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Alcohol – Underage Drinking Guide

Alcohol – Underage Drinking Guide


Underage drinking is a serious public health problem in the United States. Alcohol is the most widely used
substance of abuse among America’s youth, and drinking by young people poses enormous health and safety risks. Reducing underage drinking will require community-based efforts to monitor the activities of youth and decrease youth access to alcohol.

Reducing underage drinking will require community-based efforts to monitor the activities of youth and
decrease youth access to alcohol. Recent publications by the Surgeon General and the Institute of Medicine outlined
many prevention strategies for the prevention of underage drinking, such as enforcement of minimum legal drinking age laws, national media campaigns targeting youth and adults, increasing alcohol excise taxes, reducing youth exposure to alcohol advertising, and development of comprehensive community-based programs.

Data points

  • 8.5% of high school students in Georgia report drinking alcohol in past 30-days.
  • Youth who begin drinking before 15 are 5x more likely to abuse or become dependent on alcohol than those
  • who begin drinking after 21 and in 2019, 18.2% of GA high schoolers reported that they had their first drink of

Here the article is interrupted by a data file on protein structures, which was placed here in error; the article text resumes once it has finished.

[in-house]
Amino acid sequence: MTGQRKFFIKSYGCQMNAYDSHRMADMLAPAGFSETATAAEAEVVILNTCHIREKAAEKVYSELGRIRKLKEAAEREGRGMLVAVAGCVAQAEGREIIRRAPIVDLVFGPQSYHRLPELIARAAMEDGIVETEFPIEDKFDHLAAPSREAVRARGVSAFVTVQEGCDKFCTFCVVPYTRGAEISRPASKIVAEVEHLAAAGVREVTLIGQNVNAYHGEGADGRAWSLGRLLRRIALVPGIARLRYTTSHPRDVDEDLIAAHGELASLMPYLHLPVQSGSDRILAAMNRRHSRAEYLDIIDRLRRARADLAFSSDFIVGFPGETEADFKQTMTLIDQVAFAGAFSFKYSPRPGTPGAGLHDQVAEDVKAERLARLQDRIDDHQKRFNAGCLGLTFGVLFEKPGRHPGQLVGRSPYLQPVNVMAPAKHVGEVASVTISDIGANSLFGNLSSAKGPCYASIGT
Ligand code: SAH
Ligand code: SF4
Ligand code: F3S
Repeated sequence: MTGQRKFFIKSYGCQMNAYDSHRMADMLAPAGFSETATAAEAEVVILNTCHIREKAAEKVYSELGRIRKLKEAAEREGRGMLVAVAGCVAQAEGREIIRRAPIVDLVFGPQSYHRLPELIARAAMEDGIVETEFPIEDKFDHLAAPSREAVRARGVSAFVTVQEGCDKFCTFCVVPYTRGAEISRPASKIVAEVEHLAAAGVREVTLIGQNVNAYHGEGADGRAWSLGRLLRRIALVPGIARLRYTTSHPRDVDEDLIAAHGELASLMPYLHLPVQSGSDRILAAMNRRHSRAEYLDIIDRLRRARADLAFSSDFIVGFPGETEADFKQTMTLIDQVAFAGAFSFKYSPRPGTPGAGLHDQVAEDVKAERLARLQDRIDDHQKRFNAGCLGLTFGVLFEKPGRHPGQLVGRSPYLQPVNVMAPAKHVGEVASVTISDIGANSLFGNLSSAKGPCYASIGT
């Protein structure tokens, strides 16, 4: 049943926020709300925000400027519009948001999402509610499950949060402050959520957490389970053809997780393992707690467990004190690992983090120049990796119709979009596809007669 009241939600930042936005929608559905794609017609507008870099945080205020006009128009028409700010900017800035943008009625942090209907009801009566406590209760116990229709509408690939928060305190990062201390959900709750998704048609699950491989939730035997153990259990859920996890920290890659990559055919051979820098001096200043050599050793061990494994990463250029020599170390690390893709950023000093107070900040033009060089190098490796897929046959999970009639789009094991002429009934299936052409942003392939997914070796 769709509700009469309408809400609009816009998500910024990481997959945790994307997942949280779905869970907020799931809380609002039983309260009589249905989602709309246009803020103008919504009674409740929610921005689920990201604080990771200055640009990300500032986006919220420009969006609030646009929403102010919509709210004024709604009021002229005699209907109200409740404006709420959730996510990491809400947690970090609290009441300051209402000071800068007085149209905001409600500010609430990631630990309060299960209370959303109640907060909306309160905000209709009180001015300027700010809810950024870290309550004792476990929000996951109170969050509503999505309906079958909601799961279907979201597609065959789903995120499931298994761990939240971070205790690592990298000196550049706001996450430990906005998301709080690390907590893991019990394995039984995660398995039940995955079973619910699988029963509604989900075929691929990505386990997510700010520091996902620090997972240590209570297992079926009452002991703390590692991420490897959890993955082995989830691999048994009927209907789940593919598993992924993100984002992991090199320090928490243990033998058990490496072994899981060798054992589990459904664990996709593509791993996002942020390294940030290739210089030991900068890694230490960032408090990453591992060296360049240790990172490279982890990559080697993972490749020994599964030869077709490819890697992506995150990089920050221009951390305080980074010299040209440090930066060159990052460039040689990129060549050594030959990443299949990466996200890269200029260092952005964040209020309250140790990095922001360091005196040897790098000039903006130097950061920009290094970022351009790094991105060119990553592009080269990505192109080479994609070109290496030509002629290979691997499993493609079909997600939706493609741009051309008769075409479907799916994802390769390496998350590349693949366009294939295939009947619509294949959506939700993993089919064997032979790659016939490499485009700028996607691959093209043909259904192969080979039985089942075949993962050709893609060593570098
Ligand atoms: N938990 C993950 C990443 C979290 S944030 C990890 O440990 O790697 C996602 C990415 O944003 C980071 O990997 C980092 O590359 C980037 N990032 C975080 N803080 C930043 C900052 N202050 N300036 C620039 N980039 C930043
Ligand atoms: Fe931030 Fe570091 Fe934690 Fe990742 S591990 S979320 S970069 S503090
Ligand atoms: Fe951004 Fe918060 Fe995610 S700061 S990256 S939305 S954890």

• alcohol, other than a few sips, before the age of 15.
  • Most alcoholics in America begin drinking before age 18.
  • Alcohol use interrupts normal brain “wiring” by slowing down brain activity and development.

Social Host Liability

  • An adult allowing underage drinking on property they own, rent, or lease is referred to as a “Social Host”.
  • Current Georgia Laws only hold accountable an individual that gives an underage person alcohol if they know that they will be driving.
  • 35 States have adopted Social Host Laws including our contiguous states.

Frequently Asked Questions:

How does alcohol affect a person?

Alcohol affects every organ in the body. It is a central nervous system depressant that is rapidly absorbed from the
stomach and small intestine into the bloodstream. Alcohol is metabolized in the liver by enzymes. However, the liver can only metabolize a small amount of alcohol at a time, leaving the excess alcohol to circulate throughout the body. The intensity of the effect of alcohol on the body is directly related to the amount consumed.

Why do some people react differently to alcohol than others?

Individual reactions to alcohol vary, and are influenced by many factors, such as:

  • Age.
  • Sex.
  • Race or ethnicity.
  • Physical condition (e.g. weight, fitness level).
  • Amount of food consumed before drinking.
  • How quickly the alcohol was consumed.
  • Use of drugs or prescription medicines.
  • Family history of alcohol problems.

Isn’t it safer for teens to drink at home than elsewhere?

Adult supervised drinking actually results in more overall drinking in places other than home.

Sources: Substance Abuse and Mental Health Services Administration (SAMHSA), 2017. Centers for Disease Control and Prevention (CDC),

Fact Sheets: Underage Drinking. Pacific Institute for Research and Evaluation, 2009).